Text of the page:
Thursday’s 300: A MUCH Later Meeting, Part 4

Welcome back to Austen Promises!

In this story, Lizzy is fifty years of age and Darcy is fifty-seven or fifty-eight. Neville is not Mary’s oldest child.

Pride & Prejudice was written in the late 1700’s and published in 1813. I’ve always considered it unlikely that people assume a book written before the turn of a century was set in the year it was published.

As I often do, in my head, I said Elizabeth turned 20 in 1810. Thirty years later is 1840, which is the year in which this little story is set. Lizzy is 50. I have reasons for her being this age, so it’s important to me that you understand this.

You’ll find the first post here.

Post two is here.

Post three is here.

Did you know that for a monthly pledge of as little as $1 at Patreon, you can have early access to all my blog posts, including my Thursday ones? Patrons also get a free copy of each of my books once it is complete.

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Elizabeth and Mary spent the next quarter hour circulating amongst their neighbors and friends, making small talk and catching up on local gossip. Mary’s husband came to claim her for a dance, and Neville requested Elizabeth’s company for the same set.

A little while later, Elizabeth was sitting out a set on the opposite side of the room. The dark haired gentleman she had admired was standing a few feet away, staring out at the dance floor. Before long, the young blond man who was Neville’s friend approached the gentleman and spoke to him.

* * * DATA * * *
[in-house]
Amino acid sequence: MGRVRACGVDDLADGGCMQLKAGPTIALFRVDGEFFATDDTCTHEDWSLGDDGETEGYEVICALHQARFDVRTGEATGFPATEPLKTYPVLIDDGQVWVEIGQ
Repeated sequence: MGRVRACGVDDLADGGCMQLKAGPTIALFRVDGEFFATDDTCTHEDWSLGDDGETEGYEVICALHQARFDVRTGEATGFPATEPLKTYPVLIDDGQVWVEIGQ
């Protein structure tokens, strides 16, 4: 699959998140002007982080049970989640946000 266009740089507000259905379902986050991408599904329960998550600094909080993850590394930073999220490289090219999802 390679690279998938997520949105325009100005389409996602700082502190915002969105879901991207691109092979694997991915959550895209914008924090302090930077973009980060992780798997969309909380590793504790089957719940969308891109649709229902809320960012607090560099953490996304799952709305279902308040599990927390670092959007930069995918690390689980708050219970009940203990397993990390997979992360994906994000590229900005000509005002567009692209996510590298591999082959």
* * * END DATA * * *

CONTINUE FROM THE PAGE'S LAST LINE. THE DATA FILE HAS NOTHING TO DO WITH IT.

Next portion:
At the same time, Neville walked up to his aunt, taking her hand and making her laugh. He kissed her fingers and she shooed him away. “Go tease your mother, you young scamp.”

As Neville strode away, Elizabeth heard his friend and uncle speak.

“Come, Uncle Darcy, you must dance. I hate to see you standing about like this.”

“You know I dislike dancing unless I am particularly known to my partner. Dancing with strangers is insupportable.” Darcy’s deep voice was tinged with annoyance.

“Mama warned me you would say that. She said it is no wonder you never married, since you refuse to speak to anyone to whom you are not already intimately acquainted.” Lord Frary looked over his uncle’s shoulder. “Look, over there, she likes to dance, as I understand it. She is Dalrymple’s aunt; I will ask him to introduce us.”

Darcy turned and looked at Elizabeth. He examined her from head to toe, finally catching her eye. “I learned a long time ago not to give insult by refusing to dance with a lady when prompted, if she was close enough to hear my conversation. If you will procure an introduction, I will ask her to dance the next set.”

“Excellent!” Lord Frary grinned. “Stay there; I will return shortly.”

True to his word, Darcy’s nephew approached not five minutes later, his friend in tow.

The story continues here.

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2 thoughts on “Thursday’s 300: A MUCH Later Meeting, Part 4

  1. I can only assume it was my questions last week that caused your introduction to this week’s snippet of the story. It is obvious Darcy has learned a lesson, but why do they not recognize each other? I would have thought that if neither married because they could not forget the other that they would have recognized each other immediately!

    • I had several people who thought Elizabeth was younger than I have made her. I thought it best to clear up the confusion. 🙂

      This is the very first time Elizabeth and Darcy are meeting. Bingley never leased Netherfield. He never met Jane. None of that happened.

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